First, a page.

Eric Clayton and the Nine – A Thousand Scars

Almost twenty years after the last studio release, Saviour Machine‘s Eric Clayton is back with a new album. Let’s get up close and personal.

Some bands make such an initial impression that even years later you can distinctly remember where you were when you first heard them. In the case of Saviour Machine, it was spring 1998. I was still a school-going kid and had started buying German metal magazine RockHard after a trip to Berlin and finding my grasp of the language to be flimsy at best. And whilst it did help me improve my German a little bit, it turned out to be mostly beneficial to the development of my musical tastes. This was not in the least because the issues regularly came with a sample CD chock full of new music. One of these, as you may have guessed, featured a band called Saviour Machine with their single Behold a Pale Horse and it immediately seized my attention. Here was this song that was as brooding as it was catchy, with meandering riffs, pompous keyboards and a singer who sounded like a weird combination of a gothic David Bowie and Leonard Cohen. I was instantly hooked.

After some reading up it turned out that Saviour Machine was a Christian band from America that had released four albums by then; two self-titled ones and two in what they called the Legend trilogy, which was meant to be the unofficial soundtrack to the end of the world. In other words: this was epic Biblical end-time stuff and having grown up as a non-Christian attending a Christian primary school I did pick up a morbid fascination with the book of Revelation somewhere along the road. Nothing screams metal more than a good old Biblical apocalypse, so I dove right into the haunting, almost hypnotising soundscapes of Saviour Machine, who managed to somehow make eighty minutes of seemingly aimless plodding utterly fascinating. The Legend albums are a strange beast like that; they drone on continuously for the length of an entire disc, existing more of movements than actual standalone songs on which vocalist Eric Clayton wails dramatically about the end of the world. They’re depressing, beautiful and fantastic at the same time and it’s a shame the band went on a hiatus before they were able to complete and release the last disc in this four albums spanning trilogy (no, that wasn’t a typo). A demo version of Legend III:II was eventually released by Massacre Records but it’s very, very rough.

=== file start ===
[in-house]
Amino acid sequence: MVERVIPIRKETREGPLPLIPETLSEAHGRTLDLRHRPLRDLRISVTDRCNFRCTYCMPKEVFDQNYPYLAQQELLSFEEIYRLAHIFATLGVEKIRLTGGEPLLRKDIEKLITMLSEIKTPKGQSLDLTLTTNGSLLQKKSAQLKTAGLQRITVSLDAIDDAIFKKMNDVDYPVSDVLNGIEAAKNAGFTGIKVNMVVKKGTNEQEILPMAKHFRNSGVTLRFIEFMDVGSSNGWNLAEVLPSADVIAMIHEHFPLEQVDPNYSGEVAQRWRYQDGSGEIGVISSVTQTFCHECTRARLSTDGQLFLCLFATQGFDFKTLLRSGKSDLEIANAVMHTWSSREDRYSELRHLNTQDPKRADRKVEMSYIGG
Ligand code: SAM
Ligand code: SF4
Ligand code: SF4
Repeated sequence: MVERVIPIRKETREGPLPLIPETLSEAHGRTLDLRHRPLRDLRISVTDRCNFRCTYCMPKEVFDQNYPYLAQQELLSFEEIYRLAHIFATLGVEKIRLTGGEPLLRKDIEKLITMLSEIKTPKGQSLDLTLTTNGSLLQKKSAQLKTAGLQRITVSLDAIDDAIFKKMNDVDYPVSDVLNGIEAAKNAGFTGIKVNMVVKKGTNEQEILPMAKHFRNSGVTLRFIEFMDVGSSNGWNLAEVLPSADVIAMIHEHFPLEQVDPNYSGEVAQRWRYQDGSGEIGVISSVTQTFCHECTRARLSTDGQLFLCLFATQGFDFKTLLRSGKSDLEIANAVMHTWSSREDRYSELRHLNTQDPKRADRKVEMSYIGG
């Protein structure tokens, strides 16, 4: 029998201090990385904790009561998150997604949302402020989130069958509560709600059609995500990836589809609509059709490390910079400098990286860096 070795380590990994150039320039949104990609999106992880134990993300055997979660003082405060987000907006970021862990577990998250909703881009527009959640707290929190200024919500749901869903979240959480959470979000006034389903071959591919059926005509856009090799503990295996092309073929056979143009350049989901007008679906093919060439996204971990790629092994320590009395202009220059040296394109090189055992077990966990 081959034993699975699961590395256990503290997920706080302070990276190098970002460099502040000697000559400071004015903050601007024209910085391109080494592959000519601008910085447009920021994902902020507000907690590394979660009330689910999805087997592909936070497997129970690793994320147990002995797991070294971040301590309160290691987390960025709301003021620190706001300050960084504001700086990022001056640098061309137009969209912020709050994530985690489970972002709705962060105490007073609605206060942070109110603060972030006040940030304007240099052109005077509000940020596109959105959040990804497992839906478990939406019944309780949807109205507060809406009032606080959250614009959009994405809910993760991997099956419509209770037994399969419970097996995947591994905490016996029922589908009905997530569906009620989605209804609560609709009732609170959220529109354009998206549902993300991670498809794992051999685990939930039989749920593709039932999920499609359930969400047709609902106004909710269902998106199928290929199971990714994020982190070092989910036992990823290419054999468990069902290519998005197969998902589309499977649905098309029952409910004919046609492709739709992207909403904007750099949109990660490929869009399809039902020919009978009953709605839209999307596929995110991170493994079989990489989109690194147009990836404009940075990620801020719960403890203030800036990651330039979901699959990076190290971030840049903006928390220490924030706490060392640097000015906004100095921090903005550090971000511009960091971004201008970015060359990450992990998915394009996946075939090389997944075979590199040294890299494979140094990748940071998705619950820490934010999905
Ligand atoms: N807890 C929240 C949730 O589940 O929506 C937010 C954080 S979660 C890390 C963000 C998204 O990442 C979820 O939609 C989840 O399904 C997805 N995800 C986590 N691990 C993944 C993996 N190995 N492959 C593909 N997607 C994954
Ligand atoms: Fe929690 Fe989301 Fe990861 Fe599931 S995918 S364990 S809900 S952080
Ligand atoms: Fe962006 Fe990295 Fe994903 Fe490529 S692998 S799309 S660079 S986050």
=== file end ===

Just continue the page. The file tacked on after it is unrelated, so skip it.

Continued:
So, Saviour Machine disappeared from the face of the earth and so did Eric Clayton for years. The band briefly resurfaced in 2012 for a couple of acoustic shows and Eric reprised the role he played on Ayreon’s The Human Equation when a stage show was put on for that album in 2015. This apparently proved to be the nudge Clayton needed to get back into music properly. Plans were made to bring the band back together, release a new album that would continue on from Saviour Machine II instead of the unfinished Legend saga. We’re still waiting for that album, but it would seem that Clayton had to get some stuff off his chest and out of his system first. The result is A Thousand Scars and whilst it’s toned-down compared to his main band, this is Saviour Machine in all but name and line-up. It’s also a very introspective and at times painfully personal, autobiographical album. There are skeletons in this man’s closet and A Thousand Scars is his way of getting them out.